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The Politics of Legal Reform
As more countries make the transition to market economies, the focus of the public policy debate has broadened from macroeconomic stability to the design of institutions that sustain growth. This paper focuses on the development of financial institutions such as banks and stock exchanges, the construction of the legal infrastructure supporting business, and the creation of regulatory mechanisms in line with best world practice. As a result of both the ever-increasing interconnections among financial markets and the waves of international turmoil in the last decade, such as the tequila crisis, the Asian crisis, and the Russian crisis, policymakers are reaching a consensus that the reform of financial institutions is an essential component of reform. Continuing academic research showing that the institutions of corporate governance, in particular law and the quality of its enforcement, are relevant for the development of financial markets and economic growth has backed up this belief.
Despite this consensus and the efforts of several international institutions to promote legal reform, many forces still oppose reform, and little agreement has been reached as to what constitutes feasible legal reforms. This paper first identifies the forces for and against legal reform and reviews their role in episodes of reform. Opponents of reform include managers and families in control of firms, labor, and sometimes politicians themselves. On the other side, the main forces facilitating reform include the opening up of economies and the increased interconnectedness of financial markets, which allows investors from all over the world to vote with their feet when investor protection is not part of the agenda. The primary lesson of this analysis is that the design of reforms needs to reflect [End Page 91] the reality of local forces that may oppose reform and work on mechanisms to appease those interests.
The second goal of the paper is to identify what constitutes feasible legal reforms. There is no one-size-fits-all set of good laws and regulatory mechanisms. More important, rules that work in developed countries might not succeed in developing countries that are struggling with poor judicial systems and lack of rule of law. The divide between developed and developing economies is more pronounced at the level of enforcement than in the laws themselves. Reforming bankruptcy and corporate law must be undertaken in the local enforcement context. Complementary market-based mechanisms and judicial reforms that build further consensus on reform and enforcement are needed for long-term success.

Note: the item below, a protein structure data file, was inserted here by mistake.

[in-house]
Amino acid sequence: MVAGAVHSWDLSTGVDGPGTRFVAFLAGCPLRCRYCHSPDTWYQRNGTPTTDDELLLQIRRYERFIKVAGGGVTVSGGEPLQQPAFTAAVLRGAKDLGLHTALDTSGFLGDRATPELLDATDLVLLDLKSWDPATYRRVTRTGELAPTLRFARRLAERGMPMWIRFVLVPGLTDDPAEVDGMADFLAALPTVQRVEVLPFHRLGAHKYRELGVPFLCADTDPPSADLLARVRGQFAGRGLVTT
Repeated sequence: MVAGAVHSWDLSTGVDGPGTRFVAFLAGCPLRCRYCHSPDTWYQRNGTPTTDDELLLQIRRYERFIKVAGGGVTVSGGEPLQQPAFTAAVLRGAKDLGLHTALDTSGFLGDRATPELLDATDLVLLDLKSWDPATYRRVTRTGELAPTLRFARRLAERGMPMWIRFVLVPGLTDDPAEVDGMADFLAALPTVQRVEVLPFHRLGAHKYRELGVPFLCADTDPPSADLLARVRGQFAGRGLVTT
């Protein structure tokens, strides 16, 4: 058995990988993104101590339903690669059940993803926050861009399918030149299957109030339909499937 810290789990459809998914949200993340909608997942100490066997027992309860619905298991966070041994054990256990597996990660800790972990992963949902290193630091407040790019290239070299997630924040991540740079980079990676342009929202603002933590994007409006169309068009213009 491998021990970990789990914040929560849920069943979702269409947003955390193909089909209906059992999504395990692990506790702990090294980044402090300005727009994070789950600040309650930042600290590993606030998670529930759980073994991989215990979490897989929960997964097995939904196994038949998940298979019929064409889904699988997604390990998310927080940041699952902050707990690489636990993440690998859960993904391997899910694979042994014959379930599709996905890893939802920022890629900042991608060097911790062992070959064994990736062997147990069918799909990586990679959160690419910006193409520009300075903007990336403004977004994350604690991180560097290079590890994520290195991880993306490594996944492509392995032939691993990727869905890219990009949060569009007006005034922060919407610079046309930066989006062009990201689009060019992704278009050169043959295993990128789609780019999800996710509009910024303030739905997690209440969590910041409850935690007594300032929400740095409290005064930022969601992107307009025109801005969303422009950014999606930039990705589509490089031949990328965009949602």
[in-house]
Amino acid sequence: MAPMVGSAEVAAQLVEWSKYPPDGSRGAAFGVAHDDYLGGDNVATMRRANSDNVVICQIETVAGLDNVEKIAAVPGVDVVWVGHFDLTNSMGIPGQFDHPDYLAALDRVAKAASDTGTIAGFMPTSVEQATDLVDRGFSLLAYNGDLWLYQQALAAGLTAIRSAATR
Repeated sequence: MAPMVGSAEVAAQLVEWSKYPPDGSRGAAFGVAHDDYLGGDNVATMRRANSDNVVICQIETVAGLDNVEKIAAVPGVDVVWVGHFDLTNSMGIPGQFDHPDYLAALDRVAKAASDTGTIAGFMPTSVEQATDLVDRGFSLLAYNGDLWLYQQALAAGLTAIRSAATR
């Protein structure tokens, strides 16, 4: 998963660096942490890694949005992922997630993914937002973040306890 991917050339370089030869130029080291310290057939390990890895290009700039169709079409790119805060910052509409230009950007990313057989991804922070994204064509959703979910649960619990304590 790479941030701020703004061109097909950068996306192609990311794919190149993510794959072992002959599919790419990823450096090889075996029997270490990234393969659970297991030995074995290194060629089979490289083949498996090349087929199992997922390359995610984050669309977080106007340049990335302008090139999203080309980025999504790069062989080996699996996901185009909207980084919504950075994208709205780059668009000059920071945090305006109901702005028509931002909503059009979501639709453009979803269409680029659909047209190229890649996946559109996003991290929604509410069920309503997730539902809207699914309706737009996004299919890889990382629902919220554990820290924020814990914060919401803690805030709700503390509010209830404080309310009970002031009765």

If legal reform is to succeed, the commonly advocated principles of corporate governance in the international community need to be brought down to the local political and judicial realities of each country. A lot of work needs to be done to translate international corporate governance initiatives and principles into clear and enforceable rights for creditors and shareholders. This does not mean that legal reform is country specific, but it does suggest that blindly copying a list of investor rights or transplanting rules is not likely to succeed.
The organization of the paper is as follows. The following section briefly reviews the importance of investor protection and corporate governance for the development of capital markets and economic growth. This section also evaluates whether developing countries and emerging economies have systematically weaker investor protection embedded in their laws and enforcement than do developed countries, that is, whether developing nations face a legal trap. While the results show little evidence of a legal trap, they confirm that disclosure standards and legal enforcement are systematically lower in less developed countries. These facts have two implications for legal reform. First, blindly copying the laws from developed countries and providing rights to creditors and shareholders will not necessarily work in developing countries. Second, reform needs to be in accordance with the local legal system.
The next section of the paper reviews current theory on the politics of legal reform, describing the forces for and against it and what this implies for legal reform. The paper then attempts to translate the challenges imposed by the political and...